I went to church during that first year home for some reason, even though I was mentally checked out, and writing The Big One in my head. The last day I really went to church, I’d been dating her for a couple of weeks. I thought I looked alright, in my favorite dress shirt, a Brooks Brothers steal I got at a thrift store. It was white with plum checkers. But I felt like a fucking idiot. Minutes before, I’d bumped into the bishop in the hall and he asked me if we could have a chat after the second hour. In the bathroom I looked in the mirror and asked myself what the fuck I was doing. Like I was in a movie or something.
In the bright, full, parking lot, I asked her what SHE was doing while I loosened my tie with my other hand. My tires chirped a little bit as one end of my tie was caught up in the wind and poking out of the sunroof.
At the door she beamed as she saw me in my church clothes and grabbed me by my plum collar. In slow motion she whispered-
That’s to illustrate how she made me feel.
With clenched toes, I sat at the foot of the bed as she read my first college essay. I was trying to get into one of the University of California Schools. 1000 of my words attempting to persuade a passing car to please not say “fuck you” to me and my missionary companion. My argument was that perhaps the passing car didn’t understand the pressure we were under.
“You ARE a writer she said.”
I saw my girlfriend almost every day that summer.
In late august I was in constant agony, waiting for her to tell me that she was going away to college and that she’d had a fun summer. When we were alone, she’d tell me she adored me, or tell me she really liked me. I’d just look at her, bottling my annoyance. As if her liberal use of like was intentional, to illustrate that it wasn’t the other one.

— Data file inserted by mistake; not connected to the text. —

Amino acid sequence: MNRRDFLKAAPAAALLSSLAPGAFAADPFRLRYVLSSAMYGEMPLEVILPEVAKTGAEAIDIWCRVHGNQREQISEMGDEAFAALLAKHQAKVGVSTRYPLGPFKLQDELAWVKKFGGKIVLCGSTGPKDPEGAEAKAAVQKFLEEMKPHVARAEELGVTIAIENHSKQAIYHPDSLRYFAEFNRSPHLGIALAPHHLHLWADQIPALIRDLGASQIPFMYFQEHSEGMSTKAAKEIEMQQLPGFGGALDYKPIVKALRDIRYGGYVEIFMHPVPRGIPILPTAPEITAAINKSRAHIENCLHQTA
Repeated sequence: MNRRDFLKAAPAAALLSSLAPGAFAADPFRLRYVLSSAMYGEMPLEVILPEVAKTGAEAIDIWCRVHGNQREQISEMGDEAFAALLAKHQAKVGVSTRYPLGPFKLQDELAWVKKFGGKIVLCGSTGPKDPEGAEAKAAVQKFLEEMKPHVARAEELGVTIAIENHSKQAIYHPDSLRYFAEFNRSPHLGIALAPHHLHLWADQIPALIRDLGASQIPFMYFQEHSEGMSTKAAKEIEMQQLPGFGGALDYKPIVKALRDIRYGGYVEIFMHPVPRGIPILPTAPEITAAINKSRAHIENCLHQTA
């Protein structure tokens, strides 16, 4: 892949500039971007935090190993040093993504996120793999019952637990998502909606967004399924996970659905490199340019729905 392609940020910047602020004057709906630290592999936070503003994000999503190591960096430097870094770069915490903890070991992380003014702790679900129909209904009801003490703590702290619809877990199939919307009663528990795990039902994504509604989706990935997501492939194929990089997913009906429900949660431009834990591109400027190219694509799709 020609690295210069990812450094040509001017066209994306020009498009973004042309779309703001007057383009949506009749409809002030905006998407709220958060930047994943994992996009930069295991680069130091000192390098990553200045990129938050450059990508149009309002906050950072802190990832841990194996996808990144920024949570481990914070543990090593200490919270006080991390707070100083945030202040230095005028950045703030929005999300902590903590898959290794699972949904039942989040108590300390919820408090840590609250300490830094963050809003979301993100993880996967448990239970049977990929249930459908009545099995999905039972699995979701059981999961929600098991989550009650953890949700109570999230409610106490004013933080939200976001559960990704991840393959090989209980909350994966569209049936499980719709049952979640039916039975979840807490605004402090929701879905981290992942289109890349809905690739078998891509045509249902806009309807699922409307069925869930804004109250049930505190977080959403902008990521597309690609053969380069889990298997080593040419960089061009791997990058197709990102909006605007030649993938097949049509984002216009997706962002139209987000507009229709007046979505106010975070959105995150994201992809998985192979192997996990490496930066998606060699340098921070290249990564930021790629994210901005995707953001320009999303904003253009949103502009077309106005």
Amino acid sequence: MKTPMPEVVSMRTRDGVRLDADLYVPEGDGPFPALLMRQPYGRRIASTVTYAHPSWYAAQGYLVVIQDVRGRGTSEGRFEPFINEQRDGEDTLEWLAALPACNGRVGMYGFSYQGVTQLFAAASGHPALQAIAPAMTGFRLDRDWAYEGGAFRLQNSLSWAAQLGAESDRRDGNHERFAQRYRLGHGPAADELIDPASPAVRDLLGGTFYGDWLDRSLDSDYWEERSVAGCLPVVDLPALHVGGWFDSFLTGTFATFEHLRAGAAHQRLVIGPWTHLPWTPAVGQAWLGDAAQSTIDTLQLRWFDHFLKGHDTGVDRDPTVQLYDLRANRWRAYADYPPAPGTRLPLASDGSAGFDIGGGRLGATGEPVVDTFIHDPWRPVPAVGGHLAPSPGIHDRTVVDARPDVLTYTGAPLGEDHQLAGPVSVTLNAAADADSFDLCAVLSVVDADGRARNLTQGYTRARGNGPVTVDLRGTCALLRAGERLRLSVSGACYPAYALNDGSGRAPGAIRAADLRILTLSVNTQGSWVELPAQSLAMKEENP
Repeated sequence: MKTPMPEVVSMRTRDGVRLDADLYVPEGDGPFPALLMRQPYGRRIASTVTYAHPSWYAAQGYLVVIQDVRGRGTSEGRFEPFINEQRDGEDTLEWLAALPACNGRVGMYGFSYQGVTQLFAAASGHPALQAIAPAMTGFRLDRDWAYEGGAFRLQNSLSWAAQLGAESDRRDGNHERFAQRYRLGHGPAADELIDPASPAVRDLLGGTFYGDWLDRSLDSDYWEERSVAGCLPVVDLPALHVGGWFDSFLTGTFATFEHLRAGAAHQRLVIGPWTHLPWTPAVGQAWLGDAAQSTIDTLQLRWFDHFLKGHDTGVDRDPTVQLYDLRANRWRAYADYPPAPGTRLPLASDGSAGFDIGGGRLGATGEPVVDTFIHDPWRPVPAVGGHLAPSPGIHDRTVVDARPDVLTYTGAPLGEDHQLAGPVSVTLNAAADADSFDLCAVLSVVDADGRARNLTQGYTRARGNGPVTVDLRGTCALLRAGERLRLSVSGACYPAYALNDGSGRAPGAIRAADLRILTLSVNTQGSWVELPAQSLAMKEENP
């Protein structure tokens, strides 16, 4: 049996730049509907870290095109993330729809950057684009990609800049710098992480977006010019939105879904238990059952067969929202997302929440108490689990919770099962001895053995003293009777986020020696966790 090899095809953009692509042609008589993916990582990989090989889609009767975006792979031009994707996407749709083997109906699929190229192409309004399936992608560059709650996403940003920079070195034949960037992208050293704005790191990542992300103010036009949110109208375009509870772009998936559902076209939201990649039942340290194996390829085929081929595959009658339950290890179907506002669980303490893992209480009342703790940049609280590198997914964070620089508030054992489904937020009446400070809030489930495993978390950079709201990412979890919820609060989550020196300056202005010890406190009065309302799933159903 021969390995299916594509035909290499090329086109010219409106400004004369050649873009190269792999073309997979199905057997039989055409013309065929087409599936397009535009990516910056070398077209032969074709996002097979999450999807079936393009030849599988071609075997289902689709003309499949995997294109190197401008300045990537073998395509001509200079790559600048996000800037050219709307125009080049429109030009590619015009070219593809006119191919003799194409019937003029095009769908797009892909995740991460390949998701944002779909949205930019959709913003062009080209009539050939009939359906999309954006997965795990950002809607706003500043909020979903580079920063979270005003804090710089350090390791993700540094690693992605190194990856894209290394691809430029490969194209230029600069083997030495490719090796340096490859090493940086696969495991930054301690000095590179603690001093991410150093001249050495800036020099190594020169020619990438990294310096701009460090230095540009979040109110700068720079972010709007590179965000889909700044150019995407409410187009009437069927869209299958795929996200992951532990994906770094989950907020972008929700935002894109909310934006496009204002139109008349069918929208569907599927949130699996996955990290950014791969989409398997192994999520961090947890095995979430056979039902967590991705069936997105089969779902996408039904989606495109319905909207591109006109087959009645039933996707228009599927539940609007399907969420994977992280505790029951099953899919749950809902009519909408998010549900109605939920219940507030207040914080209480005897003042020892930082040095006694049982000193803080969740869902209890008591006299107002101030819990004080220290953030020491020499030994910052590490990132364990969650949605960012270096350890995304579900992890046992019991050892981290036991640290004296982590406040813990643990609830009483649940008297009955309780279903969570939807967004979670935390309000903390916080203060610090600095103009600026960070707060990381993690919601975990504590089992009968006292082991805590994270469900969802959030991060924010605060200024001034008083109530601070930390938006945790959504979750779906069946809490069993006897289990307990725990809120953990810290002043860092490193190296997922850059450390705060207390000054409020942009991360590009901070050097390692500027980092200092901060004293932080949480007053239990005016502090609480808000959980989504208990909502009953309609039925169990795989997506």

At a movie theatre party in late august we got into a little argument. It was our first. I was monitoring her drinking, she felt I was too nosy (To be fair, she got wasted after one beer. Wasted. She would get blotchy all over. There is a term called “asian glow”, but for my girlfriend drinking was like you or me walking into a bee’s nest.) We left the party early. I knew she was real mad when I asked her a pretty unmemorable question, to which she responded by asking me stoically if I wanted to get out “here.” “Here” was at the stop sign a quarter-mile down the hill from my mom’s house.
In front of my house she told me she thought I was too protective at that party. I told her I was sorry, but that she’s basically allergic to alcohol. She pukes after two shots. Allergic. Her mom even told her so.